12/09/2016 07:17 BST | Updated 10/09/2017 06:12 BST

Why We All Say This Word Too Often

It's the stuff Michael Buble sings about, what many of us seek for years: love.

The L word these days means absolutely everything and absolutely nothing. When it's a term that can be used to describe the opinion of your new trainers or your partner, it's hard to gauge what is really meant by 'love'. When you say you want to feel love, what do you want to find? Someone to sweep you off your feet? A best friend you can tell everything to? A new Mulberry?

When I first started seeing my boyfriend, funnily enough, we got on great. But not until he pointed it out did I realise that almost every object or person I spoke of fondly to him in the early days, I told him I loved. Be it chocolate, the new girl at work, or Phil Mitchell in Eastenders. I loved them. I'd use the word as much as I would say "hungry", and I really like food. Yet all three of these I could easily never see again and be over it after a few days, hardly worthy of my so called 'love.' So when I uttered those famous three words to him, how could he have been sure that I actually wanted to spend my future with him, and didn't just have the same feelings towards him as I did to a takeaway? That's not to say I ever want to part with pizza...

Has the term been overused to the point that it has a detrimental effect, therefore watering the word down? Say, you tell the new girl in the office on her third day that you love her because she made you laugh twice. This could mean the world to her, that she's already got a great friend at work, when really, you just enjoyed her company and splurged the word out like it was nothing. By next Friday you're forgetting to reply to her texts; the word 'love' meant a lot to her and your generalisation of the word has raised her hopes for a new friend.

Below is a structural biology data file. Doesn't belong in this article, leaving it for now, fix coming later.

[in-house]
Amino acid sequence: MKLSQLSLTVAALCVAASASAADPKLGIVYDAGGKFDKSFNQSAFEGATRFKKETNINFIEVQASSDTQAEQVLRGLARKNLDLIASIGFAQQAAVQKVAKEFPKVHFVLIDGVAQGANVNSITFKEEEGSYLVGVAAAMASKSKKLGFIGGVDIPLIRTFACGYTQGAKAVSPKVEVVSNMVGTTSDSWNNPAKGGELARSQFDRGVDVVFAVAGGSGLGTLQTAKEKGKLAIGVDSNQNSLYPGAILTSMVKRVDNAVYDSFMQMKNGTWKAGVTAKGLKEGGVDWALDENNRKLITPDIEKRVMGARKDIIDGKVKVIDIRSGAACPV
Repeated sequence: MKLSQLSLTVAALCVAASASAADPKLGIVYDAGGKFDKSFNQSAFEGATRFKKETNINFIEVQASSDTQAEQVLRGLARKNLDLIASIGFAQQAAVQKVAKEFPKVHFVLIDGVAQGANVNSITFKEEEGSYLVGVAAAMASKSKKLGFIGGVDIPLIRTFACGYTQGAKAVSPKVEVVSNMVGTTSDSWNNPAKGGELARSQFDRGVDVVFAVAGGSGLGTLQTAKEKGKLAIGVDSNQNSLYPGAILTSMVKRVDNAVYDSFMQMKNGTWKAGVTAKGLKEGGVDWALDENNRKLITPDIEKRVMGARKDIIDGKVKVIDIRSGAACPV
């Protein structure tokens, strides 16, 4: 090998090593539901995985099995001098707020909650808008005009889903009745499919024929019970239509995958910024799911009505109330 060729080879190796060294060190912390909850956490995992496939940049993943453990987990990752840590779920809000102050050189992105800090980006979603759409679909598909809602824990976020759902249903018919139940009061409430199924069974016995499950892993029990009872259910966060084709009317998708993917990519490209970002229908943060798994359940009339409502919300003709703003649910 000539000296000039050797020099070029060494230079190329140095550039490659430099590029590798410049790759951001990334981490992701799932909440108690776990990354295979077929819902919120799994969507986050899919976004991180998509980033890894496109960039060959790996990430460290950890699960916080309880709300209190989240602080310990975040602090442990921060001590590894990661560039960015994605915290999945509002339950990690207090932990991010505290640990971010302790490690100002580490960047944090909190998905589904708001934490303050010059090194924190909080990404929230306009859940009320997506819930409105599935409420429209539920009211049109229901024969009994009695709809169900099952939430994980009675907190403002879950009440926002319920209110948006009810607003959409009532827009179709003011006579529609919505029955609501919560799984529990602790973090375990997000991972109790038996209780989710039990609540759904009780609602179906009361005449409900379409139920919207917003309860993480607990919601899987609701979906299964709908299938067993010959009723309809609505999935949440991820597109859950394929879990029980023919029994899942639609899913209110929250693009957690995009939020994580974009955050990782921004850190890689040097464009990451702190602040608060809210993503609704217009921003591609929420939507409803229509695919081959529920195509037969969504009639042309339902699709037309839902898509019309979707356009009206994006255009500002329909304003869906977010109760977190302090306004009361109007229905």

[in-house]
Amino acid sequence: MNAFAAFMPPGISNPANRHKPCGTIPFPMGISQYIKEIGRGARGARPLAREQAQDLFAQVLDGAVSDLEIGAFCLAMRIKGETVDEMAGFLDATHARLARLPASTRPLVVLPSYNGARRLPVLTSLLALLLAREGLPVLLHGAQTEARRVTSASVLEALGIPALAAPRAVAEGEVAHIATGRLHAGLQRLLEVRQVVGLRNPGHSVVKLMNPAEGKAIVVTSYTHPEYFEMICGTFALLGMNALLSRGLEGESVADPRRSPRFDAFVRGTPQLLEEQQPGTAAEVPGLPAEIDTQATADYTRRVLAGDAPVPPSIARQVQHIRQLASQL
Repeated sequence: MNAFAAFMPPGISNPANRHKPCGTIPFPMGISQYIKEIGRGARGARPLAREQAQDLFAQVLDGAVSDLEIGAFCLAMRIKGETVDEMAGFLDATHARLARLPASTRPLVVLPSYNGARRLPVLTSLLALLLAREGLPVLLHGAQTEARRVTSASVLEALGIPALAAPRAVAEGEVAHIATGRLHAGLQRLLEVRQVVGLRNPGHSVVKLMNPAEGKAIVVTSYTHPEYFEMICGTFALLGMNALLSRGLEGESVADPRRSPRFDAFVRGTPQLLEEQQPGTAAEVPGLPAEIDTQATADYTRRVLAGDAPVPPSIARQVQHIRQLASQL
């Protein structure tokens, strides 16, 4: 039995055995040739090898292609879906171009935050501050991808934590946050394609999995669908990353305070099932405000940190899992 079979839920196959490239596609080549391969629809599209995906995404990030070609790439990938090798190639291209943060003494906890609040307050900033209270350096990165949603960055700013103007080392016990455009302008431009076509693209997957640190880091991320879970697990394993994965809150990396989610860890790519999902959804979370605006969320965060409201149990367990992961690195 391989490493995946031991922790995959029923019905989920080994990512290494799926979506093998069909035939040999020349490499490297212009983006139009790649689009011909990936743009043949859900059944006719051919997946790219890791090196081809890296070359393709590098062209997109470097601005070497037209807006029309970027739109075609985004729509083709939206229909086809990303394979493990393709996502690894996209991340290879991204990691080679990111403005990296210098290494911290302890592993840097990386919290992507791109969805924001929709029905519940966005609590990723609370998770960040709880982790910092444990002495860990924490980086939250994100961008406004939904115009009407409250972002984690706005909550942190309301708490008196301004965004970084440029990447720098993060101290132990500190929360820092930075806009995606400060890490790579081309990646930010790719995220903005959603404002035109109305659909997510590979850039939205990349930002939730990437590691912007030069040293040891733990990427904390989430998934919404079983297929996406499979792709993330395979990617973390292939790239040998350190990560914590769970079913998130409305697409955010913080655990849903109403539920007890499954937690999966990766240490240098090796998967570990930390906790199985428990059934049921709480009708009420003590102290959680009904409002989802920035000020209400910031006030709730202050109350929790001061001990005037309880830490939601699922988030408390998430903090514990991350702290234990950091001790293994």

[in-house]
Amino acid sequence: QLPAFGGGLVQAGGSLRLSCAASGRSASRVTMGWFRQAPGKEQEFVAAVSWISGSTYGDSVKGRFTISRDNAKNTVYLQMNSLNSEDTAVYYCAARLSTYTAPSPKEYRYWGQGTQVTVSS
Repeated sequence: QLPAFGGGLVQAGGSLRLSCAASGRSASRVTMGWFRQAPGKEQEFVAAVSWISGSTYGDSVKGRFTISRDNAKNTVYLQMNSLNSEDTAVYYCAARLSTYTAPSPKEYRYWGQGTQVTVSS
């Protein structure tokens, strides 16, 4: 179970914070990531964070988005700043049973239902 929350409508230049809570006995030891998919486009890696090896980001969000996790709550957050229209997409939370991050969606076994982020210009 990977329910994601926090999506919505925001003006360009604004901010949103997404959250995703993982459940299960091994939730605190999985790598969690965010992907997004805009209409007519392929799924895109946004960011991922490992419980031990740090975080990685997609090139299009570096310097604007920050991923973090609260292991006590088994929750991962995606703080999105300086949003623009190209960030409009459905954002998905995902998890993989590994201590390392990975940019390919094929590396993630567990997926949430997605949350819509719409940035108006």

The next time you're discussing something you really like, consider using different terms, such as 'enjoy', 'admire', or just simply 'like.' Saying 'I love you' has become the new throw-away goodbye, the new 'have a nice day', and it's not always accurate. I don't mean never ever say you love anything again for the fear of confusing someone. Just be sure you feel strongly enough about them/it to warrant such a deep admiration. And show it.

Sarah Abell, relationship expert and former agony aunt for Daily Telegraph argues: "Those three words only get you so far in a relationship. It is the actions and the behaviour behind the words that matter. Do you cherish this person? Do you turn to them even during conflict? Do you allow them to be who they are and not who you want them to be? Only when words and actions match up - will someone truly feel loved."

Try not to utter the L word if you 100% don't feel that way. Words mean nothing without actions. Are you willing to devote quality time to a person the way you would your PlayStation? If you're a victim of expressing your love too often - why don't you do little things to remind them how special they are to you? Sometimes it's not needed to be said, it's just understood. Cook your boyfriend his favourite meal, check in with a friend if you know they're going through a tough time. If you'd do the same things for your Playstation... well, that's a whole other problem.

Sarah Abell is the former Agony Aunt of the Daily Telegraph and is the founder of

Follow Rebecca Peel on Twitter @BeccaPeel